Recent events have lit up news and social media feeds with concerns about the mess that “purity culture” has made of people’s perceptions of sex.
I don’t know enough about what does and doesn’t constitute “purity culture” to address that formally here, but I do know that many Christians have approached the topics of sex, desire, and marriage in ways that may be well-meaning, but in the end are…well, un-Christian.
I’d say these mistakes have been especially made by parents and youth group leaders trying to encourage kids to abstain from sex until marriage, but they’ve also been present in larger Christian circles as well.
Three ideas that have been part of these approaches are the following:
- Waiting for marriage to have sex means a person can give a “pure” gift to their spouses on their wedding night
- Waiting until marriage for sex will mean a great sex life between spouses
- To this end, women and girls should dress modestly so men and boys don’t “stumble”
Let’s start here: Christianity does teach unapologetically that God’s followers are to reserve sex for marriage between one man and one woman for life, and that sex is a gift from God designed to unite husband and wife as “one flesh,” procreate, and serve as a sacred symbol of Christ and His church. On a practical level, this promotes the safest emotional-relational-sexual environment for both partners and it sets the course for children to grow up with both their mother and father.
But the three ideas above miss the mark on shepherding people into a godly embrace of God’s vision for human sexuality.
Waiting Does Not Make a Person a “Pure” Gift
Christianity doesn’t teach that purity is something you have until you lose it, but that all of us need to be cleansed from our sin through the cross and resurrection of Christ. To depart from this central tenant of our faith in the name of encouraging virginity is a departure from our faith.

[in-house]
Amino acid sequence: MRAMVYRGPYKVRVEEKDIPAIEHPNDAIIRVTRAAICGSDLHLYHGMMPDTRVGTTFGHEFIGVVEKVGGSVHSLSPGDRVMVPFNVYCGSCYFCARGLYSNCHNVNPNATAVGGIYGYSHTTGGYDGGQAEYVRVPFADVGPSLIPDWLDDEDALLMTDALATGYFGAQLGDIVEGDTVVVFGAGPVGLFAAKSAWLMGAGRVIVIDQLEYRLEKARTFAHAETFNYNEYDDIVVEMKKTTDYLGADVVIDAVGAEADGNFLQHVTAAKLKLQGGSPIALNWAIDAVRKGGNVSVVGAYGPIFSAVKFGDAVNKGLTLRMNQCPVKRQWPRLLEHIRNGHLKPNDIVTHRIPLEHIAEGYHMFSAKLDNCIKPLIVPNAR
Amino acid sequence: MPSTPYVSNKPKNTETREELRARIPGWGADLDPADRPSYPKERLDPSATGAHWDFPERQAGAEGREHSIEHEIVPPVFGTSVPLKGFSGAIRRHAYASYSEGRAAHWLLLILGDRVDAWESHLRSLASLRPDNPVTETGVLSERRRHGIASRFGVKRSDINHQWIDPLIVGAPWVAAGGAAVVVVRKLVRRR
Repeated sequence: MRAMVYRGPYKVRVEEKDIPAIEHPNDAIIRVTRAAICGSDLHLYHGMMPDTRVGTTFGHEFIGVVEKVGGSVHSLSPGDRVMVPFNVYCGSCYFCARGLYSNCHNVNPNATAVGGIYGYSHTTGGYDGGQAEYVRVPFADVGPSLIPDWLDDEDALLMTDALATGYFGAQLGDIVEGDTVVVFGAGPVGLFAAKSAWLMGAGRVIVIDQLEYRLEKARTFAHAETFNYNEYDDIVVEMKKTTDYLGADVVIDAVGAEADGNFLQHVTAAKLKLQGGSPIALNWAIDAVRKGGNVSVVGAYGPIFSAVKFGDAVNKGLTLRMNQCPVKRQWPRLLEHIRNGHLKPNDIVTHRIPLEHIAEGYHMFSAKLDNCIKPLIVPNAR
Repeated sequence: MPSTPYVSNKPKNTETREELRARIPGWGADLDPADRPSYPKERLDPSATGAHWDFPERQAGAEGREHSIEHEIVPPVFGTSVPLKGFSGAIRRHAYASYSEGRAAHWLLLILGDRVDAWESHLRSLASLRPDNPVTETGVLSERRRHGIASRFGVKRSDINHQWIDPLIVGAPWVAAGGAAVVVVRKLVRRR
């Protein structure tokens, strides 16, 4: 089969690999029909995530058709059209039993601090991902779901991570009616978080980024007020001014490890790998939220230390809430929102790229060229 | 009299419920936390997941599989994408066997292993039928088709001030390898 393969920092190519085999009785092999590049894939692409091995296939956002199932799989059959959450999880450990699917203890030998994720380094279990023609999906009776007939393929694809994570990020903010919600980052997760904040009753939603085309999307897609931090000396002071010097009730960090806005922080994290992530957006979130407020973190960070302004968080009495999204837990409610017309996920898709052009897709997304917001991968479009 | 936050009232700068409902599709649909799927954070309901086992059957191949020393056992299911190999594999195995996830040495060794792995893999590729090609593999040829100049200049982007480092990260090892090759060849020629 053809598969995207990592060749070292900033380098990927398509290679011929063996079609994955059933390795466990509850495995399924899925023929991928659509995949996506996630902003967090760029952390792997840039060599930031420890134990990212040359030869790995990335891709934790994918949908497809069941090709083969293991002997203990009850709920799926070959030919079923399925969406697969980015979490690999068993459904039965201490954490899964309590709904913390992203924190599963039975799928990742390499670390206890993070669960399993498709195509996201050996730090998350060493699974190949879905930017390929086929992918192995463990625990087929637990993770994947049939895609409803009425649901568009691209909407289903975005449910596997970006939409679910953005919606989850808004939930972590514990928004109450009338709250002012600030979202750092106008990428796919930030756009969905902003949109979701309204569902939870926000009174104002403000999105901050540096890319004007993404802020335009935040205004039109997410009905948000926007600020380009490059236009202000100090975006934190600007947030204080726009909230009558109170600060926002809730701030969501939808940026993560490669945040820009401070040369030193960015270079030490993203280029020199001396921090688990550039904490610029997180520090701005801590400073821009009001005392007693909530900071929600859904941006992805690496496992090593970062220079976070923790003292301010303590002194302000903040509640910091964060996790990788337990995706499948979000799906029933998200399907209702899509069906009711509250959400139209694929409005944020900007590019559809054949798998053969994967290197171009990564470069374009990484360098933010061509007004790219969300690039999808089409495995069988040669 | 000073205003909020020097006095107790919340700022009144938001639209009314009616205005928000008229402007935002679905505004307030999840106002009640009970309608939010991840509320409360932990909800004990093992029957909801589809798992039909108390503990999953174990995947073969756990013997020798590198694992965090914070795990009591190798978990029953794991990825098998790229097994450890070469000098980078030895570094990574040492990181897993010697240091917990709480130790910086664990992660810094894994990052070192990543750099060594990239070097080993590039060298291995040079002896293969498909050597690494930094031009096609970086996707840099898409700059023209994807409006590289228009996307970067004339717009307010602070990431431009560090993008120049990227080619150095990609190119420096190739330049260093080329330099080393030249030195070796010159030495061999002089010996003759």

But there are additional problems as well. For one, the way this idea is often presented it gives the impression that sex itself is the problem. For example, one popular purity campaign encouraged adolescent and pre-adolescent kids to pledge (and this is an exact quote) to “be sexually pure until the day I enter marriage” (italics added). Words matter and this suggests that sex within marriage is an impure act. (The subtext would also suggest that for some reason God gives married couples a pass when it comes to doing something so “dirty.”)
Another problem here is how significantly it strikes at the inherent worth of anyone who hasn’t abstained from sex before marriage. I cringed as, some years ago, I listened to a youth group speaker tell me about an illustration he’d used to help kids understand why waiting is so important. He’d ask the group if anyone wanted a piece of gum, and when a hand would go up, he’d unwrap the gum, pop it in his mouth, chew it, and then take it out and offer it to one of the kids. What message is he sending to those kids, especially the ones with a less-than-stellar sexual history? And how much I’d love for those kids to hear of the many noble Christians throughout history who also didn’t wait for marriage to have sex—the great St. Augustine wrote very honestly about this part of his life. I’d add here that giving oneself to another in marriage is a huge gift—one that neither spouse could ever deserve. And this is true no matter what your sexual past may be.